overseer of this internship was Mitch Luman, the Dorothy and George Eykamp Director of Science
Experiences at the Evansville Museum.
During my internship, I received training and experience creating and presenting live
planetarium shows using Digistar5, learned about exhibit development and production, attended a
virtual meeting of the Great Lakes Planetarium Association, meet with the museum curatorial staff
to discuss museum progress, drafted social media posts to promote the museum and planetarium,
and conducted outreach activities using the Unistellar eVscope telescope. I also enjoyed many
discussions with Mitch Luman about museum curation, content creation, exhibit loans and
partnerships with sister organizations, budgeting and capital campaigns, strategic plans, and visitor
experiences. I was given free range of the museum after a tour of the entire museum facility,
including off site storage, curatorial workspaces, and storage vaults. Lastly, I lead a discussion at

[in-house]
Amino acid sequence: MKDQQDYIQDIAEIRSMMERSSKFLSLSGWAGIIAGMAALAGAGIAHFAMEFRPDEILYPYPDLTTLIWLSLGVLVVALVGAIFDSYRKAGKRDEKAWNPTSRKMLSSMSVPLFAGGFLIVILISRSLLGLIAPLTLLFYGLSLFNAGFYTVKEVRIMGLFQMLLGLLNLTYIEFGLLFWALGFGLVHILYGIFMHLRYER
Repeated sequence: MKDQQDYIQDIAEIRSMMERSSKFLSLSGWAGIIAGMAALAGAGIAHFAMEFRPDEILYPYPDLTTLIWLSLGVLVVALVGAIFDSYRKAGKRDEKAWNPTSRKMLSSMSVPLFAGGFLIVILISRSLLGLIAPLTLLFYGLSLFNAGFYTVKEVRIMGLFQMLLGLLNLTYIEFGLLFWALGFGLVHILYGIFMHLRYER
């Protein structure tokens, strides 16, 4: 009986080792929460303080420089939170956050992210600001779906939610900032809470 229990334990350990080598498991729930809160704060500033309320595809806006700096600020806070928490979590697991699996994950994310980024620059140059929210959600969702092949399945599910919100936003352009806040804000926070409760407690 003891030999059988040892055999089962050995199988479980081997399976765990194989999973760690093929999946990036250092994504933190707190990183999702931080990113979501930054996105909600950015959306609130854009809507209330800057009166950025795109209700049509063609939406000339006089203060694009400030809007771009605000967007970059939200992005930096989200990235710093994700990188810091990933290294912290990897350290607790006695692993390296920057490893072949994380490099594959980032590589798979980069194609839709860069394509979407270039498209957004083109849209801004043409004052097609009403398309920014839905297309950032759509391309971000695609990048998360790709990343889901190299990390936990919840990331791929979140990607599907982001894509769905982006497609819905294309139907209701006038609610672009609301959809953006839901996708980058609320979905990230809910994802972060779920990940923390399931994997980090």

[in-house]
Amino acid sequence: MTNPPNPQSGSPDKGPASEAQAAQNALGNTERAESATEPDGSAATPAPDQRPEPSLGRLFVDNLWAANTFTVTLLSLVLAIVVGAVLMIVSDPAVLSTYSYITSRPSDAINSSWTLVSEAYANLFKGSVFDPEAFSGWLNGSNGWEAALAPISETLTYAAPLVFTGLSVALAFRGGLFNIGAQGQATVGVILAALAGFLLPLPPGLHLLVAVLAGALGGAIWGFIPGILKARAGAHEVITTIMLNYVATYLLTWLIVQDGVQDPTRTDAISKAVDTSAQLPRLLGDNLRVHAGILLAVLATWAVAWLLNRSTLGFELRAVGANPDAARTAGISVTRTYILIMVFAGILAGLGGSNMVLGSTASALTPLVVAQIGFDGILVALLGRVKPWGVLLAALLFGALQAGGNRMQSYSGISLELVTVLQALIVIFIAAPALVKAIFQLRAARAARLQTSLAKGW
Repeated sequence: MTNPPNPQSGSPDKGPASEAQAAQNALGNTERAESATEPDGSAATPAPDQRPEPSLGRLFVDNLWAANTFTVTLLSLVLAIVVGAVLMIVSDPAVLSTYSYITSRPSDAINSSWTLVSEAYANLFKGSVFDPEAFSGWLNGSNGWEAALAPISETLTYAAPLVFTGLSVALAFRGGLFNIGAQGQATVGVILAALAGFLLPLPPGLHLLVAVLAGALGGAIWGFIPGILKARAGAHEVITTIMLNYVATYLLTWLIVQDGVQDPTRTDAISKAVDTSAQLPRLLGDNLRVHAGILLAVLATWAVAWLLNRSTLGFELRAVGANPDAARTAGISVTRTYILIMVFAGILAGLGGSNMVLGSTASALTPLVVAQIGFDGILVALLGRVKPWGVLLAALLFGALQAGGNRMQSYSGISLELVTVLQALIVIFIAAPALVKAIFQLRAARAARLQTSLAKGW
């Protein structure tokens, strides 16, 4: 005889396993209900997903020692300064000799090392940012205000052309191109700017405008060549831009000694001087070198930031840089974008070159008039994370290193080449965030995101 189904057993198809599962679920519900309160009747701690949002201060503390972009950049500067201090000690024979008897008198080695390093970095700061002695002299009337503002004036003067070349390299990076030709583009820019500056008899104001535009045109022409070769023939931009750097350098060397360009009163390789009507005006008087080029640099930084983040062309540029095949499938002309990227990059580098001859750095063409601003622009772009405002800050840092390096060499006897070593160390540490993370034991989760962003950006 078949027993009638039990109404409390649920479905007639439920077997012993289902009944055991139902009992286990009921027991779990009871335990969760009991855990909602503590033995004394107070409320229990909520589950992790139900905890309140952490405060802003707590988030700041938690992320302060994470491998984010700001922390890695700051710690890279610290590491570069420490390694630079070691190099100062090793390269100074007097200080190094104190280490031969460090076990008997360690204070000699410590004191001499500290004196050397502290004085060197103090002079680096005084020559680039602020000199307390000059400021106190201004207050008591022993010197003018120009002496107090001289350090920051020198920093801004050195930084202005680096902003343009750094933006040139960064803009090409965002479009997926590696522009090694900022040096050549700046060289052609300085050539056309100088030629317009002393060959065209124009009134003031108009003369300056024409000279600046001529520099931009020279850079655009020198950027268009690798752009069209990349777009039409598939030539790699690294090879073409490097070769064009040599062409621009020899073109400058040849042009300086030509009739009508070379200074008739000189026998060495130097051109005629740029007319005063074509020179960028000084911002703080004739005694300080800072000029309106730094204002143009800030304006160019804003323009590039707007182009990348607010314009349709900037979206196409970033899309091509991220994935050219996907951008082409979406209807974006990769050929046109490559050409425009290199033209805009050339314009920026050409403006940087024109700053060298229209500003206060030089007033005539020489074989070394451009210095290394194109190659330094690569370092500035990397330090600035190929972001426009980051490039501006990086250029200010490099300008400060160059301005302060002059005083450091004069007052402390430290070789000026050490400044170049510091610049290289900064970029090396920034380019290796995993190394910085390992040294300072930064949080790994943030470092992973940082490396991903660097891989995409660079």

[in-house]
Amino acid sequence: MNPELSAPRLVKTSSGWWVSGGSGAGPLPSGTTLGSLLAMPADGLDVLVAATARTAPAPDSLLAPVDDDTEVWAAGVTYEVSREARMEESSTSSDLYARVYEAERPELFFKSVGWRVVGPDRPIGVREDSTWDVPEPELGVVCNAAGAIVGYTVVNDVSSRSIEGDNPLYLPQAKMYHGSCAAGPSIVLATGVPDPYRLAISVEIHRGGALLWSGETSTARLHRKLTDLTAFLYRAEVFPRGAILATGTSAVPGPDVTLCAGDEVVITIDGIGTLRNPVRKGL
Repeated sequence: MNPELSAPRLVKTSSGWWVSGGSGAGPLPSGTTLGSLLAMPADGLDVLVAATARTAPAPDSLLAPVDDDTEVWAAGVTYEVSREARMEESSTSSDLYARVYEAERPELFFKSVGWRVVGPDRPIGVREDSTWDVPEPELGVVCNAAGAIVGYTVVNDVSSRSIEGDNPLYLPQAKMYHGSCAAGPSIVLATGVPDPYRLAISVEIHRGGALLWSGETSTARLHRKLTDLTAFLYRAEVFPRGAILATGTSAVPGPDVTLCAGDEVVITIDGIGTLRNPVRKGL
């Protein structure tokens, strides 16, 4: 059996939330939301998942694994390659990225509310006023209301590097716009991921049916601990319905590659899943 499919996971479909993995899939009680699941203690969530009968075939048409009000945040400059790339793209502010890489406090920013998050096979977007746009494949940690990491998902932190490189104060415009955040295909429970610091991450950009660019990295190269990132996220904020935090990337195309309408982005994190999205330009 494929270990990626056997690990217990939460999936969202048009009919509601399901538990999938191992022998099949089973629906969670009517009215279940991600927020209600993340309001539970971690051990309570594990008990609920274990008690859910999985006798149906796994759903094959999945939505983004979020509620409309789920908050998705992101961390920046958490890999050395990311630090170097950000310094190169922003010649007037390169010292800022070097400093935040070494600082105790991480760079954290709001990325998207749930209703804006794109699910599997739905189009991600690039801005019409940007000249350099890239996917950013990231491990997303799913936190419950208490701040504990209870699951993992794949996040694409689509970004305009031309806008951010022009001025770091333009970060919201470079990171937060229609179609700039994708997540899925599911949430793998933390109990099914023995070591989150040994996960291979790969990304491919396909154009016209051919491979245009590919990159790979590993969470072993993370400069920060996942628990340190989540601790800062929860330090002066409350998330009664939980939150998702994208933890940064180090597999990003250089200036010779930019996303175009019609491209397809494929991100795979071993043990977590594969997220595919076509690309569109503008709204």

a local bar and restaurant about my PhD research as a part of the Evansville Museum’s Science
with a Twist program.
NASA Glenn Research Center 80th Anniversary
- The Glenn Office of STEM Engagement launched a website that features 80 hands-on activities that teach science, technology, engineering and math under three themes: aeronautics, space and research and engineering, according to a news release from the center. Some of the experiments include designing a lunar habitat, programming a rover, and making paper aircraft.
Students in grades four to 12 have until March 31 to submit an essay on one of three topics: Glenn’s missions, people or future, the release states. Winners will have the chance to participate in a virtual recognition event, a virtual Q&A session with STEM professionals and virtual facility tours.
Virtual GLENN Research Events
August 26 from 10 a.m. to noon